(a scene in which two people leave believing the opposite is true)
By: Lauren Fedorko
They both knew it felt like it was over. It was the same kind of feeling as going to a viewing and seeing a loved one in a casket. It’s so hard to believe Death when the person is lying peacefully, well dressed, done up—it is all of that cloudy muck that separates the known from the understood. It is something so grand, so intangible, that we will always cease to understand the miniscule details of it, or even its purpose.
She looked at him, towering over her and dapper, a mind full of everything she loved, “This isn’t working.” Her nose twitched as her eyes went from his to the black and white tiled floor of her Victorian kitchen, her bangs draping messily across her face. She focused on the grout between the tiles—it was aged, a smoky silver. She thought about the use of the grout—to hold things together, a bond stronger than glue.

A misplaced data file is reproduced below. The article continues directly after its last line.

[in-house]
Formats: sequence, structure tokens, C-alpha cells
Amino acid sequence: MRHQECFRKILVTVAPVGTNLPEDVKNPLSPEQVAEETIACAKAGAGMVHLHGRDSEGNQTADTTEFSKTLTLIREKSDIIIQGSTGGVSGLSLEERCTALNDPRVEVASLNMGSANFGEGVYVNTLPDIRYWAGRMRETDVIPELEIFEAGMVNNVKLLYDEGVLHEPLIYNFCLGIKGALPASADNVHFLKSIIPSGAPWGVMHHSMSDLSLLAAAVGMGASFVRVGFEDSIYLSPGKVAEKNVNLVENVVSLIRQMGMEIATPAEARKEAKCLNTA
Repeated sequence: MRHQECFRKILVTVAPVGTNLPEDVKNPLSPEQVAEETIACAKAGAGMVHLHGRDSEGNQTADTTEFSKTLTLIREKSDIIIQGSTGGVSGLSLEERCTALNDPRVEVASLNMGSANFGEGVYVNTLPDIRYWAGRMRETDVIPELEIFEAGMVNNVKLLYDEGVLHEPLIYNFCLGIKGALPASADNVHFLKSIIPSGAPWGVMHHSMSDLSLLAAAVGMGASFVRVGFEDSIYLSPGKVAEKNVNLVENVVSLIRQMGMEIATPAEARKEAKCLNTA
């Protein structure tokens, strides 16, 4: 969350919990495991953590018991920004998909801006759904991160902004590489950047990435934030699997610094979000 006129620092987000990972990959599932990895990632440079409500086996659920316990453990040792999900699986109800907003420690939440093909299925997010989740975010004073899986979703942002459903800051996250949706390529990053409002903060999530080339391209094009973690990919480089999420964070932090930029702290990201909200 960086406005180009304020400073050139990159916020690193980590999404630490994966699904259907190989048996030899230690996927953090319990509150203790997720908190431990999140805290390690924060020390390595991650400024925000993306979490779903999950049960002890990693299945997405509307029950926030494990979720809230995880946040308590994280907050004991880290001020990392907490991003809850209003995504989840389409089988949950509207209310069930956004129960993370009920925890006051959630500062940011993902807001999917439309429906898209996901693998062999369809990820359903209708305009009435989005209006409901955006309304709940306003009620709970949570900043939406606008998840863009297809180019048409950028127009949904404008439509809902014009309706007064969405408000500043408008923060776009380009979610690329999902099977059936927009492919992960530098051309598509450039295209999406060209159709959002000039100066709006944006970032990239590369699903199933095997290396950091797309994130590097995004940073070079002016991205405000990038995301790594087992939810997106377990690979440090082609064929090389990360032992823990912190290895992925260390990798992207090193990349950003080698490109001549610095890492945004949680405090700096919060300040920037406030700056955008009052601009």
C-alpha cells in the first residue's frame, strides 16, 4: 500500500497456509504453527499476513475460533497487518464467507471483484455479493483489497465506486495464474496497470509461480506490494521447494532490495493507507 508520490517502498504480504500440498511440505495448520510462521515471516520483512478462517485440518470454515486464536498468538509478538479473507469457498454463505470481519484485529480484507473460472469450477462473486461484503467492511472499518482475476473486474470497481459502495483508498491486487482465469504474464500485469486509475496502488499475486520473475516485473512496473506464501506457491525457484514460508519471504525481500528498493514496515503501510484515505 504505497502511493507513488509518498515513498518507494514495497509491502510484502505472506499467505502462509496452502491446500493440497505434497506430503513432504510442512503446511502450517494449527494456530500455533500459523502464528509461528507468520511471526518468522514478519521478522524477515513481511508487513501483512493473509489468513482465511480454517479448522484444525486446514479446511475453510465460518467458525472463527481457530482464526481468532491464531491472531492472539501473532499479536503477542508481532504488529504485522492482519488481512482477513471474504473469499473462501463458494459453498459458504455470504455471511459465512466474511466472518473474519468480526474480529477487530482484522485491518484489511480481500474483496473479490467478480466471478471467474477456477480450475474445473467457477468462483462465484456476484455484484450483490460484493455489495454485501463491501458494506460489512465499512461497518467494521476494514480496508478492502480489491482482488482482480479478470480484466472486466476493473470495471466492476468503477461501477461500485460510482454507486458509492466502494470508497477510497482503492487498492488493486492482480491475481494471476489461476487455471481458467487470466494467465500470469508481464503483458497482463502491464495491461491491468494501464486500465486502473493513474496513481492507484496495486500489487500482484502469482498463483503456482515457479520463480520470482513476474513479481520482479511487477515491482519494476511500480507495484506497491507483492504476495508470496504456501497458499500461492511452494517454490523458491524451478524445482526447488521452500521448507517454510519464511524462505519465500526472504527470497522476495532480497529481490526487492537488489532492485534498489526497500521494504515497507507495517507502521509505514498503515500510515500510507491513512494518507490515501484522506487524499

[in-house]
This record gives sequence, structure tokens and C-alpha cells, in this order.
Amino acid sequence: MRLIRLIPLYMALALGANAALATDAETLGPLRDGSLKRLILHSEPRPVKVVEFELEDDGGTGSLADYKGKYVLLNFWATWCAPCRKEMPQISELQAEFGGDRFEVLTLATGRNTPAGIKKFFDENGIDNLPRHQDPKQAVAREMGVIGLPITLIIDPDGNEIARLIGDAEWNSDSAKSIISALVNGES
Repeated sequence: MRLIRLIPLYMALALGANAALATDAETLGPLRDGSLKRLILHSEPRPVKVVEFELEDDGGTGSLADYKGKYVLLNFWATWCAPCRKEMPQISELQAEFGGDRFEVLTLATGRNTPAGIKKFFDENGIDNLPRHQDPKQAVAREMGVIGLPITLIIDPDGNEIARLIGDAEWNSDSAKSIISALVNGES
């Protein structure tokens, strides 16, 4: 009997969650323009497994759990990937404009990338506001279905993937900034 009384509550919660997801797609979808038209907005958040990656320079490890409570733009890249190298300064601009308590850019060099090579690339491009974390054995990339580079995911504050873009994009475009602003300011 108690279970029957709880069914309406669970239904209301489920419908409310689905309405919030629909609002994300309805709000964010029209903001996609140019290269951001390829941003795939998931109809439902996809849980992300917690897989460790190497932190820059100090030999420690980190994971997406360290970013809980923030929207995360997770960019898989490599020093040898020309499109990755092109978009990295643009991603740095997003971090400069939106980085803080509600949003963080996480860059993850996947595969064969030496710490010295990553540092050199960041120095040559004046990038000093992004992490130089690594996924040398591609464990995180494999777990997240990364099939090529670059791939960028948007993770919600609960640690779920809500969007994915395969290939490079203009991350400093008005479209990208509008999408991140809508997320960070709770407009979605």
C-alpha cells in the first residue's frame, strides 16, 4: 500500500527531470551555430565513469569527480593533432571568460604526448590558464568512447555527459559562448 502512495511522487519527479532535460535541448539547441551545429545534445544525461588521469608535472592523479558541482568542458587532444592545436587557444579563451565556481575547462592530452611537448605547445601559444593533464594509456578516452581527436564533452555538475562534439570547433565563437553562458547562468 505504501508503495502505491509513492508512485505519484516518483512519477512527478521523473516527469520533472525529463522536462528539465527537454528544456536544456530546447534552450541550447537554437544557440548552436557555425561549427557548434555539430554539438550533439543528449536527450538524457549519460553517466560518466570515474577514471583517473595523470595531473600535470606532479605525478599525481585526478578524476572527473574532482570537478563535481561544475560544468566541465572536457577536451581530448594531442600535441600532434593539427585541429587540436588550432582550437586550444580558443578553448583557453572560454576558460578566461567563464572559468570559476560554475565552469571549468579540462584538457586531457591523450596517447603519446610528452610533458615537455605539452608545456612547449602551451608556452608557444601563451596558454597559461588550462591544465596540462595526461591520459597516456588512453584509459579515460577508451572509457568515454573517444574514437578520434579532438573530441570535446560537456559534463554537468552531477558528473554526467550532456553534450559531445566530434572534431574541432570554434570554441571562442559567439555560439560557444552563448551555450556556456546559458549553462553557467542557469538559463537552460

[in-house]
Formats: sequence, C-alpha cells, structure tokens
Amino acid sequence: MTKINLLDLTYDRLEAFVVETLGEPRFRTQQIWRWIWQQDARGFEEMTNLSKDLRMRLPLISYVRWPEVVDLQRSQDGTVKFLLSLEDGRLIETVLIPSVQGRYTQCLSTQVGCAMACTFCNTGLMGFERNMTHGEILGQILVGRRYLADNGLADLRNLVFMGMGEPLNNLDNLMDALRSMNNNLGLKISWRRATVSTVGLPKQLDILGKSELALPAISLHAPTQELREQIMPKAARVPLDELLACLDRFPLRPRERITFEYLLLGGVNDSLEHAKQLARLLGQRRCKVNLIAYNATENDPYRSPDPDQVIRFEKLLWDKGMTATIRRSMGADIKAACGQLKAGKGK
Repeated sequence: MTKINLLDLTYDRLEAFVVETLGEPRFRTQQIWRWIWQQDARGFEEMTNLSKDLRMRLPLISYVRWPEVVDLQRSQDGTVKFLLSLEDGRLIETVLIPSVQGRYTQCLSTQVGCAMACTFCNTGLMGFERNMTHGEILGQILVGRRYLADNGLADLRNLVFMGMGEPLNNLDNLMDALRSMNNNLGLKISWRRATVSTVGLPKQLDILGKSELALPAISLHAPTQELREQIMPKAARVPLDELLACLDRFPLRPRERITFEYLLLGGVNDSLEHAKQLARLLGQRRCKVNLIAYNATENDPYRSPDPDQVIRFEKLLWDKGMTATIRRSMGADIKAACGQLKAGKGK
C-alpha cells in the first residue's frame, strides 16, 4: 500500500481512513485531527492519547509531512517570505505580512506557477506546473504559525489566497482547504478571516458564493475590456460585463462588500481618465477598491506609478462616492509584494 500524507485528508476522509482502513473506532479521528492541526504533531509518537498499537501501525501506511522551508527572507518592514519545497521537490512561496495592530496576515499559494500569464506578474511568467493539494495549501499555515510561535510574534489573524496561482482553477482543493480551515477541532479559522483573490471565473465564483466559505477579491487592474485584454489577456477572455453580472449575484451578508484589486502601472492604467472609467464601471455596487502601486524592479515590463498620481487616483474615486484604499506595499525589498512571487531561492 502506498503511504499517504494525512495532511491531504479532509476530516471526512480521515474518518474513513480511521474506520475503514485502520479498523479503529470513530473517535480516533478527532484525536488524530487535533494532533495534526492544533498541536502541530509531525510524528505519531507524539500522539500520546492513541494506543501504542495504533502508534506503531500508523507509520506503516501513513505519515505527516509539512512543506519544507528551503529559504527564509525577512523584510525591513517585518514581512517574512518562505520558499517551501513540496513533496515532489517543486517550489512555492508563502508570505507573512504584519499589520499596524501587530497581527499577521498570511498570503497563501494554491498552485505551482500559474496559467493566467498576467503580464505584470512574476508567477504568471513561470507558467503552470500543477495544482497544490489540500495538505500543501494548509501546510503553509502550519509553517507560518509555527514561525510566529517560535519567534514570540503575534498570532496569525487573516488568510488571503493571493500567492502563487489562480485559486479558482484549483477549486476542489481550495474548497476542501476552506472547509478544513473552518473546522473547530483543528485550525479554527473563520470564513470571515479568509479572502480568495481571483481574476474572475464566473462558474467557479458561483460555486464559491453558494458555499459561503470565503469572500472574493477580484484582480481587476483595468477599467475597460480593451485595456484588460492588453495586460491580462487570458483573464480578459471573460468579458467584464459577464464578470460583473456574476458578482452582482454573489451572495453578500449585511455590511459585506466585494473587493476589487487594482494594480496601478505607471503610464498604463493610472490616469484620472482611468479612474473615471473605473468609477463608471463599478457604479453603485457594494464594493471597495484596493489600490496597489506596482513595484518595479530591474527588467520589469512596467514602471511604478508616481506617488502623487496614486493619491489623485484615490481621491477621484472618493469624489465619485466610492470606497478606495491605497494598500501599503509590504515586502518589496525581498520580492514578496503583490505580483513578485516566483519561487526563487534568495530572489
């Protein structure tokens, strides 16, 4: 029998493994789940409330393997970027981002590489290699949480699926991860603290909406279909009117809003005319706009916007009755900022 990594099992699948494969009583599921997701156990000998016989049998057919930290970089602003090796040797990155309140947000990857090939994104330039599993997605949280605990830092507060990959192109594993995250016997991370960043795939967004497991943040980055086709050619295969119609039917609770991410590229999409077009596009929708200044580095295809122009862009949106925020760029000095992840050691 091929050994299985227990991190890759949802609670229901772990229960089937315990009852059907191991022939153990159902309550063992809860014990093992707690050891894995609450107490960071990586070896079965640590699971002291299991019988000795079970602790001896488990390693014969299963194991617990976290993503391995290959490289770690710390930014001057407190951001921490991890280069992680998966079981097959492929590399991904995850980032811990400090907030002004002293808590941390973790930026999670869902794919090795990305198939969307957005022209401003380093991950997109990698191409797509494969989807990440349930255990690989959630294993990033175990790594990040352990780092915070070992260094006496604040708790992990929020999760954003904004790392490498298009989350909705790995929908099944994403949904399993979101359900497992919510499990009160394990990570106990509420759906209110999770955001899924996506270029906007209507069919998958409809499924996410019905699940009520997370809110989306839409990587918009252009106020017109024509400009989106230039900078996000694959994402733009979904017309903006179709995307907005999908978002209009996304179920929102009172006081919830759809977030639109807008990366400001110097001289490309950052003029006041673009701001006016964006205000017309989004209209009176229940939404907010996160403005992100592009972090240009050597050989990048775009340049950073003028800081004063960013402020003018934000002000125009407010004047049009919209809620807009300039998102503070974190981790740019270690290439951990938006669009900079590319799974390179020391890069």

“I know it’s not workin’, baby,” his eyes darted around the room. He could not find a place or thing to focus on. Her fantastical daydream about how things could stay together for so long was abruptly interrupted, and her face jolted upwards, frozen like sturdy copper. He looked down and thought about the first time they made love; how being inside of her was like being on top of the world and swallowing the galaxy whole. He loved her. He knew he did.
“It’s clear you don’t like me. You never want to see me. You’re not nice. It hurts.” She looked at her feet and mumbled, the words cutting her open with each syllable, “I’m sad all the time.”
In a frenzy he flashed the memories before his eyes of how he could’ve possibly become so resentful. Or how he could’ve conceivably made her feel this way. He knew this was unraveling before his eyes, but his body didn’t know how to stop it. In his heart he wanted to cave and tell her he loved her, and that if they could just see each other more it could work.
As he firmly said,“You’re right, this isn’t going to work,” she thought to herself, I do love you, and I don’t know how it came over me because of how gradually it happened.
With that, he stood high above her and handsome. He looked at her and gave her a single nod—a parting sign of agreement, the last time they would see each other. Her eyes stayed cemented to the black and white tiled floors—her body one with the exactness.
If love could be anything, she thought, love would be a hurricane.